Derrick Rose: Is He Any Good?

Derrick Rose is one of the most polarizing figures in basketball, with eye test fans insisting that he’s the Sixth Man of the Year and statheads countering with “go home, you’re drunk.”

Rose drew a ton of All-Star fan votes, but fan vote alone wasn’t enough to get him into the game, and when sensible people got to decide who the All-Stars were, Rose was wisely left off the list.

But that’s not the question we’re asking here. We’re asking if Rose is good, and the stats in 2019 don’t care that Rose was MVP once and got a salary rule named after him.

But at the same time, reputation matters. Fans think Rose is at least a fringe All-Star. And Timberwolves fans hoped (and some may still believe) that Rose was going to take them to the playoffs.

So let’s hold him to “above average starter” standards. Or, considering his role, he’ll get Confirmed if you can seriously make an argument for him as Sixth Man of the Year. Anything less than that and we’ll fall through Plausible and into Busted territory.

OK, enough talk, let’s play.

The Counting Stats

Rose is averaging 18 points, 2.8 rebounds, and 4.4 assists while starting 13 games and appearing in 49 of Minnesota’s 65 contests this season.

The bench role, however, is largely in name only; Rose is averaging 27.6 minutes per game and frequently comes in and plays lineup time with the other starters.

Plus, on 14.8 shots and 2,9 threes a game, he’s shooting 48 percent and hitting 37.5 percent from long range.

That three-point percentage is a career-high by a country mile, and the overall percentage is the best he’s put up since those MVP days.

The cherry on the sundae? His .517 eFG% is the best mark of his entire career.

On a per-36-minute basis, his 23.5-point average is the best since his MVP season, his turnovers are at just 2.1, best of his entire career, and…see a pattern developing here?

Let’s see if it holds when we get to…

The Advanced Stats

Rose has, by Box Plus-Minus, been even a neutral defender only once in his career, the year he won MVP.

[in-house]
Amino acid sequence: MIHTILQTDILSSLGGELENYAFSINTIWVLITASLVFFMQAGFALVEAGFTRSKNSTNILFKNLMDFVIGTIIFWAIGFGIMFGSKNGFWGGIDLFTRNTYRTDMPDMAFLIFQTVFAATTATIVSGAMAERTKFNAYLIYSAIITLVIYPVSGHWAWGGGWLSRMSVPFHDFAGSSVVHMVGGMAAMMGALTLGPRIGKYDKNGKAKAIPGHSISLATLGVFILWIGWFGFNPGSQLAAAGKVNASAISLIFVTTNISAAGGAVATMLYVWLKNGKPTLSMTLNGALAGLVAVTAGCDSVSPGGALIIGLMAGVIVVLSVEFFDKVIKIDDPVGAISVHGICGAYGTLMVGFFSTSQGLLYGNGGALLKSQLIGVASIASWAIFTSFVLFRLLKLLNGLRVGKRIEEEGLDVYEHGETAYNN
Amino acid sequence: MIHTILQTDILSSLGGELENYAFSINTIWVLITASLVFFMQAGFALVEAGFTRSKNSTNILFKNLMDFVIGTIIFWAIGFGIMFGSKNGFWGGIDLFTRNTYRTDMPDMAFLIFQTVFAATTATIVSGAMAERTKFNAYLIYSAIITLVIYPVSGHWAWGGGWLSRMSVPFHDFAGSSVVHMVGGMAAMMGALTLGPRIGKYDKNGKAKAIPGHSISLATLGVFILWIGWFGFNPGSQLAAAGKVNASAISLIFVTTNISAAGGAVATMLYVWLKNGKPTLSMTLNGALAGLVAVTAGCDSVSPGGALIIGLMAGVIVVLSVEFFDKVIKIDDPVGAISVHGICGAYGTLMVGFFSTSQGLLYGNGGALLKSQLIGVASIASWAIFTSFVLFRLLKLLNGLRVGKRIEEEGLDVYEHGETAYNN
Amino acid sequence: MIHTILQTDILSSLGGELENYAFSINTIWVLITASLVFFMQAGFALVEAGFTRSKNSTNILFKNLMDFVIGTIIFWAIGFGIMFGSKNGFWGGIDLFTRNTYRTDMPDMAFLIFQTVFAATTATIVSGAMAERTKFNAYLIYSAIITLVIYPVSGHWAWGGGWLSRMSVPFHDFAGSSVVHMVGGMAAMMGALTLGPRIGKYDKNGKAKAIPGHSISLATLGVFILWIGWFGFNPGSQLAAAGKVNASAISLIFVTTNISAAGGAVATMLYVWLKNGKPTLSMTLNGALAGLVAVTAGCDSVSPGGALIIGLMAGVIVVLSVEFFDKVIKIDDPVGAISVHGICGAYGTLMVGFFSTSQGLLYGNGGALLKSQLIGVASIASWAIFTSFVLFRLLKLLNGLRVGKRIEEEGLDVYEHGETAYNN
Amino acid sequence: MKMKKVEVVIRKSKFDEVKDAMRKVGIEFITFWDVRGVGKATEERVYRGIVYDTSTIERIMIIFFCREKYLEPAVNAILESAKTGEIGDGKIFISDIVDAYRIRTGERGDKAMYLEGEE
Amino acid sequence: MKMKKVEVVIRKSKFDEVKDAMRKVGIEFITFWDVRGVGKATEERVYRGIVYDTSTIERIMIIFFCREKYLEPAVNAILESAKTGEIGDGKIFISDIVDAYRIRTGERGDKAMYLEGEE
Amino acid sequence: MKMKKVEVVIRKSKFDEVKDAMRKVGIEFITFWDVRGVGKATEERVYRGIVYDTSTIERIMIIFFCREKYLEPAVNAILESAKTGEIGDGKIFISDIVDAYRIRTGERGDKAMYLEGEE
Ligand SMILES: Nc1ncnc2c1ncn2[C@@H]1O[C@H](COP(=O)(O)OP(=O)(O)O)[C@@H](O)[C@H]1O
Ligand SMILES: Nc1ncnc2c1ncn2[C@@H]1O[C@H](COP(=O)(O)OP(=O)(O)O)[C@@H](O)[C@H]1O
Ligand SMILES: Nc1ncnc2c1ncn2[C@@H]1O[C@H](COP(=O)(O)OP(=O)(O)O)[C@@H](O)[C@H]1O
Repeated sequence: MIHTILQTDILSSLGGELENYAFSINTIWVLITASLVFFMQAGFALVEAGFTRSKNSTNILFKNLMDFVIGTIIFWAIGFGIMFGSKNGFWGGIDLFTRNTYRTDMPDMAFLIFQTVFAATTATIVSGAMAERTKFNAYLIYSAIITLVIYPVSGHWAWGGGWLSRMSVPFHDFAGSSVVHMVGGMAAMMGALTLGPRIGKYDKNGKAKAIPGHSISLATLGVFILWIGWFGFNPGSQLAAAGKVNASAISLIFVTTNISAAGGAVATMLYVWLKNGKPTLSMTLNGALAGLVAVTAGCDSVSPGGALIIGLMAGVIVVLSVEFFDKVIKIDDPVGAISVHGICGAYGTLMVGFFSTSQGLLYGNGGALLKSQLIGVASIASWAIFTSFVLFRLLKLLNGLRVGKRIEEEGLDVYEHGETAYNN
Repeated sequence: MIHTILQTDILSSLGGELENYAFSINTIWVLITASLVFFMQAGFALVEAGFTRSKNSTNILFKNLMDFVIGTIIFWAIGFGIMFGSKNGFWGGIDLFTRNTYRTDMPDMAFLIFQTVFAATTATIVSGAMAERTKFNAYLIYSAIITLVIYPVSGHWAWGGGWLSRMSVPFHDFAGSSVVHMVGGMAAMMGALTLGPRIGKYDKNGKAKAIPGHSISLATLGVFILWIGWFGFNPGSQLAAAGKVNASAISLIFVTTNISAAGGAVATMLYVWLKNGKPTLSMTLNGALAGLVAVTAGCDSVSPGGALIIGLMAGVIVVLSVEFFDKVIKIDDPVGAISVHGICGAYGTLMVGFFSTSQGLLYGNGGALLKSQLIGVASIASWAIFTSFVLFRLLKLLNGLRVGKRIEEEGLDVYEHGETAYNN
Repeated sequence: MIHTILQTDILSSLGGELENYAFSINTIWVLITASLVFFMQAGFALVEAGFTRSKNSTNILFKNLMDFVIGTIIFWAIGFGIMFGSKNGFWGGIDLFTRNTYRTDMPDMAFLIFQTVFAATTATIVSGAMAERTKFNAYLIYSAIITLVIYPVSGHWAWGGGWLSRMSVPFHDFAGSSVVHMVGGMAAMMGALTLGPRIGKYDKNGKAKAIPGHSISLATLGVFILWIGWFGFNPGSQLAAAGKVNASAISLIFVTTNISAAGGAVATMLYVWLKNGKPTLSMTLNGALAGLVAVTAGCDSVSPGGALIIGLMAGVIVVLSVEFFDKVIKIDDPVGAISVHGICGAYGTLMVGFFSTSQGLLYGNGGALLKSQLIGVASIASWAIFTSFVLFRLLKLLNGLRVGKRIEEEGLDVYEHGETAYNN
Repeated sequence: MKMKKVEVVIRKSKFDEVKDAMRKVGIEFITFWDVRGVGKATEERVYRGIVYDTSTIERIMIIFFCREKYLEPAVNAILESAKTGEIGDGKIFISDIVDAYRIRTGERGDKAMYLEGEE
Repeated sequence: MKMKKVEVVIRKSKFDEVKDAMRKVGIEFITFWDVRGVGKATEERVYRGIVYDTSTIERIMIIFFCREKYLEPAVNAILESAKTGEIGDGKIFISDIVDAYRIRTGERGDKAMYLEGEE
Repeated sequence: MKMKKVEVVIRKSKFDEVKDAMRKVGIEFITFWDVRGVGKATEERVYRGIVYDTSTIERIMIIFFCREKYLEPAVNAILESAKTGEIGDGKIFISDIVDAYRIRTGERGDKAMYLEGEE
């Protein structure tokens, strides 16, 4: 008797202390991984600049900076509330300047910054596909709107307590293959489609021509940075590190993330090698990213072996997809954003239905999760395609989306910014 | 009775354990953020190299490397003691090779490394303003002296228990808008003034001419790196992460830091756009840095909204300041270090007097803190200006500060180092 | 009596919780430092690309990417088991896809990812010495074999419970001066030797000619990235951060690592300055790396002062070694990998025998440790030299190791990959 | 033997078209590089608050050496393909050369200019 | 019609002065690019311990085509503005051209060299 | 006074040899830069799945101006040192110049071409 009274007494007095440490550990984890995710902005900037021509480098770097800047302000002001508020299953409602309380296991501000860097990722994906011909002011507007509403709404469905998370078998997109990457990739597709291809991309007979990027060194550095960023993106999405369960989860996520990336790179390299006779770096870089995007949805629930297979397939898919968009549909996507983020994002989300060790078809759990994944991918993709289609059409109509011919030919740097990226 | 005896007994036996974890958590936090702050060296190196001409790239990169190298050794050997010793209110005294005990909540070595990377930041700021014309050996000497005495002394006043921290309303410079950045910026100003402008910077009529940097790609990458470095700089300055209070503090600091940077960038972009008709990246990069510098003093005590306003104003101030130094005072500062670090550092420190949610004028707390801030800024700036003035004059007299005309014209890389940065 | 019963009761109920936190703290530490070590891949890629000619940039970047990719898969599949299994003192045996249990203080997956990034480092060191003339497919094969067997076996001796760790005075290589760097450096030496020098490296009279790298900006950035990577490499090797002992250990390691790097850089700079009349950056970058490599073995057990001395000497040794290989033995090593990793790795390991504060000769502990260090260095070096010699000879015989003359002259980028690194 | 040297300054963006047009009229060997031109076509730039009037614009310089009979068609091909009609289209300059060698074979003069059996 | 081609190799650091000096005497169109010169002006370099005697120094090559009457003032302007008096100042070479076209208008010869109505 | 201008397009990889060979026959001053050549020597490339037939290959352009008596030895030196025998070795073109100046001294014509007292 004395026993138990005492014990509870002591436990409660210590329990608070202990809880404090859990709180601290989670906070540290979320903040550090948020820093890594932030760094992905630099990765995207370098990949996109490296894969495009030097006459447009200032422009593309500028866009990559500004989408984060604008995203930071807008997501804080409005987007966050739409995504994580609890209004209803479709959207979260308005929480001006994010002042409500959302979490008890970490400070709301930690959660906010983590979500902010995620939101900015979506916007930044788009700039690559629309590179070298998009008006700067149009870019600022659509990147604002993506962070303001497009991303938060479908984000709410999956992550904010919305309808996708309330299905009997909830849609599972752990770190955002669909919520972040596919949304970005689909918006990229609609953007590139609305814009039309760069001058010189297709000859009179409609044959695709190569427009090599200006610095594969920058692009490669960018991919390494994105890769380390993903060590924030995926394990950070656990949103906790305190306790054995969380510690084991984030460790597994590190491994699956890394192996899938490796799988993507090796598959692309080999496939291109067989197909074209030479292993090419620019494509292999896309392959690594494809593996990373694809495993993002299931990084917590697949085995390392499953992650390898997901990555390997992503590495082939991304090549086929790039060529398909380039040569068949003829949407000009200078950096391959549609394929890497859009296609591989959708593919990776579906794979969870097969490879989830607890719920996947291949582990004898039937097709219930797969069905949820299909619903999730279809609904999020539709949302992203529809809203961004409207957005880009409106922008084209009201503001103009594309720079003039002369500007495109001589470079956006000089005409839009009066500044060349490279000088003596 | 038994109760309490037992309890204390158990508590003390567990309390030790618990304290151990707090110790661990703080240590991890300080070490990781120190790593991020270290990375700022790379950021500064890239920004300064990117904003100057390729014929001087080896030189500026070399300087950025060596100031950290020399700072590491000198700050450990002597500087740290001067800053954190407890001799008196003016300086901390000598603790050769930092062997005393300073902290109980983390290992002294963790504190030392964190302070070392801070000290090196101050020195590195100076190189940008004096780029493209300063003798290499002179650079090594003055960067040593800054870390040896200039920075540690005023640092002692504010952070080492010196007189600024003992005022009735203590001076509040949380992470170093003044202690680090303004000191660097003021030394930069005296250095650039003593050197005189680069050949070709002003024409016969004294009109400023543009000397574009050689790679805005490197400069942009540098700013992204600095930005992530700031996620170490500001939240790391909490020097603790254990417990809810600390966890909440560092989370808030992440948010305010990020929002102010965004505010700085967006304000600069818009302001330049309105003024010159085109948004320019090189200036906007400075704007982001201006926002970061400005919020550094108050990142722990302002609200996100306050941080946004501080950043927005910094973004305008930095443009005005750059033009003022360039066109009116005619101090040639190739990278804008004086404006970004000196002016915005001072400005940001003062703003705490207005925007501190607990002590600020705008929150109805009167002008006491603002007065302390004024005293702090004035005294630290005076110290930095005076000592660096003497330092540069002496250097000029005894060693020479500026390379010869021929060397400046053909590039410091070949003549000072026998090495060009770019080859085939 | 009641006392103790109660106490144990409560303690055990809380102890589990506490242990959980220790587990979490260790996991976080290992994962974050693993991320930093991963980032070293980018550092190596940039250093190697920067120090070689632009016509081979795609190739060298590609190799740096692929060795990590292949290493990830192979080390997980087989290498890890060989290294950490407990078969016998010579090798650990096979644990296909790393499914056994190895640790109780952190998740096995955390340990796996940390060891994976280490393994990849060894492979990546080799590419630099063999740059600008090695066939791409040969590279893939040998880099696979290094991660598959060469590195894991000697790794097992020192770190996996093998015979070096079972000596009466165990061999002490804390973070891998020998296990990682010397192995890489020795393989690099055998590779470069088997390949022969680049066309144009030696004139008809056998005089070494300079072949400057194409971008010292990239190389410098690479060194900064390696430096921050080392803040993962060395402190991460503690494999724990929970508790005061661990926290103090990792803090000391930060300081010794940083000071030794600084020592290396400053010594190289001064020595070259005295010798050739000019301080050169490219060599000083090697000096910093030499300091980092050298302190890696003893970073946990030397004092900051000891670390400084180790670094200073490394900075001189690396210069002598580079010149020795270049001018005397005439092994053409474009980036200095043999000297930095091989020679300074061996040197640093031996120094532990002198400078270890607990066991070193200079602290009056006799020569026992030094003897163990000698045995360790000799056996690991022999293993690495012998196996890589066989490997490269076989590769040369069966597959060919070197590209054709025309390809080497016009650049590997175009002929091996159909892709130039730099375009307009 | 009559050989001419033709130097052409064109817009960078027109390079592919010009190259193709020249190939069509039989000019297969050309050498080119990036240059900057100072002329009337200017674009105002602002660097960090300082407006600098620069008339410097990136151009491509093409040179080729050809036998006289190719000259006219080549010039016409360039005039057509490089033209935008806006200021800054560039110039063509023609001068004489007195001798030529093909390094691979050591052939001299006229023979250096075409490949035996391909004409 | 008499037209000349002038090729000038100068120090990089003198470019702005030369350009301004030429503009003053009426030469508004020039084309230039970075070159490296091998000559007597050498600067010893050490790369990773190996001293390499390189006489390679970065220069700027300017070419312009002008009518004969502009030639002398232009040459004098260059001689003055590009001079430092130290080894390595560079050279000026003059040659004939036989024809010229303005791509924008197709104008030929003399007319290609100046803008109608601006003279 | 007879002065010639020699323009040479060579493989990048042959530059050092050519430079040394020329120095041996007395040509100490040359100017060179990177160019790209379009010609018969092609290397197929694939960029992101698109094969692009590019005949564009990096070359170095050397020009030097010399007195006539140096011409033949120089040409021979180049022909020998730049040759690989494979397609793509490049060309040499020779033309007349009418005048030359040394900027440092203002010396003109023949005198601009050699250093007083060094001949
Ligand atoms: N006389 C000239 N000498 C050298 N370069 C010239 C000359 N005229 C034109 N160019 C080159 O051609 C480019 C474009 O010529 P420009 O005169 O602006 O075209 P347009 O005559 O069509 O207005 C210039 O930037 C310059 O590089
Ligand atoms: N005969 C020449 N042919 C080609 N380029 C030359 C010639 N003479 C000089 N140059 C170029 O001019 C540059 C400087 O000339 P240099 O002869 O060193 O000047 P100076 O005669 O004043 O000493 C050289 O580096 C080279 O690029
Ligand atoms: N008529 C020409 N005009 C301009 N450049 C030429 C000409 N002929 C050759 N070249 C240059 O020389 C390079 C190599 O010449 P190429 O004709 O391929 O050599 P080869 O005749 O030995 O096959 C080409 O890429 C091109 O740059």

But here’s where his Big 5 advanced stats (PER, TS%, WS/48, BPM, and VORP, with this year’s VORP prorated proportional for Minnesota’s last 17 games) rank in his career.

3rd, 1st, 3rd, 4th, and 3rd.

There’s just one problem.

Derrick Rose only had two good seasons by advanced stats, the MVP year in 2011 and the lockout year in 2012 where he got injured right at the end of the season.

Every other year, he’s been trash, and it’s not like he’s been miles ahead of average in the advanced stats.

A 19.4 PER doesn’t make you an All-Star. A .557 TS% makes you above average but not great as a guard. A .110 WS/48 on a bad team makes you decent but not great, certainly a starter but not within a million miles of an All-Star (a team of players who all had .110 WS/48 would be expected to go 45-37.)

He can’t guard anyone and never has been able to, his overall BPM is negative, and 0.5 VORP in 49 games ranks below…well, everyone.

Hell, if you throw out Trae Young‘s November, Trae’s been better than Rose since about two weeks after Thanksgiving.

Darren Collison beats Rose on every advanced metric except PER (and as the Pacers’ fifth option, it’s not like DC’s numbers are the kind of numbers that PER likes.) Is Darren Collison an All-Star?

The advanced stats argue hard against Rose here.

THE VERDICT!

So I think that’s where this ultimately leaves us.

Derrick Rose’s production in terms of counting stats is undeniable, and his resurgence as a scorer and ability to take care of the ball show that he’s a far cry from the Knicks version of Rose who looked completely washed a couple of years ago.

And if you’re the kind of casual fan whose All-Star vote is influenced by counting stats and guys who shoot the ball well and score lots of points, I see the argument, especially if you heavily weight stardom toward guys who at any point in their career (even if it was eight years ago) were possibly the best player in the whole league.

But this is 2019. Too many better players are putting up better seasons.

Let’s not dismiss Rose completely. The counting stats let him into Plausible…but only just.

NEXT WEEK: Zach LaVine.